Tigertail explodes or at the very least reframes the stereotype of the Asian immigrant parent, who lacks emotion and drives their children to succeed at any cost. While we see that version in the older Pin-Jui, we also see the dancing, romantic young man, who is crushed over the years by a life of disappointment. He did not find the success he sought in America and left behind the love of his life in Taiwan. His grandmother tells a young Pin-Jui never to cry because it shows weakness, a lesson he passes along to, or more accurately, inflicts upon his own young daughter when she stumbles at a piano recital.
“I think in the past, a lot of Asian characters have been portrayed as inscrutable and unemotional and sort of unknowable, and I think that contributes to a dehumanization of Asian people,” Yang says in an interview with The Atlantic. “People talk about teeming hordes of people in China as just faceless masses, but no, we’re all individuals. We all have incredible life stories; we all have rich pasts.”
The genesis of the movie comes from a trip to Taiwan which the director took with his father. Yang had not visited since he seven years old and now as an adult, he learned more about his father’s life than he had in all the years prior to this visit. With the seed idea and with a new found interest in his father’s history and his own Taiwanese heritage, Yang began working on the script.
“This film is my dream of my father’s dream of the Taiwan of his past,” the director continues. “We shot in the same sugar factory where he and my grandmother worked, toiling for years, performing manual labor to save enough money for him to go to America.”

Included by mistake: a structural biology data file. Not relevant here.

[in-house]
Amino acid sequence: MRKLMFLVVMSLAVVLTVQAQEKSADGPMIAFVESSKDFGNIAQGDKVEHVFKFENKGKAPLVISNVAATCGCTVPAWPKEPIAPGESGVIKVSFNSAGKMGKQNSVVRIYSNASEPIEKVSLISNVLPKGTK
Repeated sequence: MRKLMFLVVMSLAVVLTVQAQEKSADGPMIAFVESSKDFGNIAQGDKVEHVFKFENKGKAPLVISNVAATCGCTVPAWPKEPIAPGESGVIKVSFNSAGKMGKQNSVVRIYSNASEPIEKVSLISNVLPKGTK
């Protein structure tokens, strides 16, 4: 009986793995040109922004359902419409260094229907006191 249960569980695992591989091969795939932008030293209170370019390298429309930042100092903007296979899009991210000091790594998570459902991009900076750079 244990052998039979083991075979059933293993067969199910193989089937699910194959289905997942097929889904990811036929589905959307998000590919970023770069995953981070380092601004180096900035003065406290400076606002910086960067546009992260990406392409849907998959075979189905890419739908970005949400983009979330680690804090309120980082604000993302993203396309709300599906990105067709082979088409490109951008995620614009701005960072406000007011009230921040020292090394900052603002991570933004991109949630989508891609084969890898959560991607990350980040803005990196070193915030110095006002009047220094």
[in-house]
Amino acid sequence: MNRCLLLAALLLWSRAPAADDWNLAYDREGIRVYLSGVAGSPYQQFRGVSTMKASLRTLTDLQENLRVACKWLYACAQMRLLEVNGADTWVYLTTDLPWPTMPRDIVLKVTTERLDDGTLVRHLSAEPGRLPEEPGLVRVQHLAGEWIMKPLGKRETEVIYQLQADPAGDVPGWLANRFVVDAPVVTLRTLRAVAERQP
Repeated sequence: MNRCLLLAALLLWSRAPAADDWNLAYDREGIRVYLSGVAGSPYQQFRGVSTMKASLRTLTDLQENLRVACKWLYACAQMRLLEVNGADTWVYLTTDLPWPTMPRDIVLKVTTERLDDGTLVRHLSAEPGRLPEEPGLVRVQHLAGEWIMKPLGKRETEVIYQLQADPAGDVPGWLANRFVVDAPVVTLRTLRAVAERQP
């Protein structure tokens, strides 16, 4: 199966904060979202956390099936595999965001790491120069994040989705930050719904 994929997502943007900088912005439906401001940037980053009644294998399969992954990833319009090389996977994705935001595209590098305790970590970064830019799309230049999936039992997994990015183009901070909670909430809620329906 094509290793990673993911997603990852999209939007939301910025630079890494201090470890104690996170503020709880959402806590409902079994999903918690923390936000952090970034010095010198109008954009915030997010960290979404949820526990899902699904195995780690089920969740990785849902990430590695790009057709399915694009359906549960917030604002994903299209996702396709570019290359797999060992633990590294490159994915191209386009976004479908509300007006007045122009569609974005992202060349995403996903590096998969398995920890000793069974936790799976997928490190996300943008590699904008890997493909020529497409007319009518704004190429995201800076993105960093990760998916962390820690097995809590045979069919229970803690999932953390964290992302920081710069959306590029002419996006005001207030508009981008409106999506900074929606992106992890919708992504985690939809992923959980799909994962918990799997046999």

The idea of an all-Asian film in three languages — Taiwanese, Mandarin and English — was a long shot at the time. This was before Crazy Rich Asians and The Farewell made the idea of an American produced film about and starring Asians and Asian-Americans a viable prospect. Even with those films being hailed as the breakthrough of Asian-American cinema, continued success is not guaranteed. “We have a lot of ground to make up and the next step for me is a range of roles and a range of Asian American lead characters that we haven’t seen before,” Yang tells Huffpost. “You know, we haven’t seen an Asian American Indiana Jones, we haven’t seen an Asian American Furiosa, we haven’t seen an Asian American Ron Burgundy. It’s going to take a lot of work, but we’re going to get there and I can’t wait.”
The difference between the younger and older Pin-Jui is told in dialog and performance, but Yang also shows the emotional chasm between the two times in his life visually. “Hopefully how we shot and costume designed it conveys the jarring nature of his own existence and how he’s split between worlds,” says the director in a Hollywood Reporter interview. “The Taiwan parts are saturated and shot on 16mm, so it’s really vibrant and alive and handheld, and then in modern day we shot it with a digital camera on a tripod and took color out of the frame, so it’s starkly realistic, showing the drabness of everyday in contrast to his memory.”
“We shot in the same mausoleum where my grandma’s ashes lie, listened to the same tape of solemn Buddhist chants playing over and over again as we set up our equipment,” he recalls.
When the older Zhenzhen (Fiona Fu) tells Pin-Jui that she wants a divorce, she says that he is broken inside. Yang shows us, symbolically the moment that this break happens. In their happy, younger days, we see Pin-Jui and Yuan dancing to song which is all 60s era pop with a Taiwanese woman singing lyrics in Mandarin. Yang took his time finding the right track which would evoke the exciting feeling of this time in their lives, connect the couple to their homeland, and dangle the lure of opportunity in the sound of American pop music. “I was searching for months to find the perfect song and this is while I was writing it. This is how early this was and I knew it was perfect [when I found it], so much so that it’s not on Spotify or Apple music or anything,” Yang told The Moveable Fest, “but it’s on YouTube, so I put the YouTube link into the script so anyone who read the script could put that song on while they read that scene.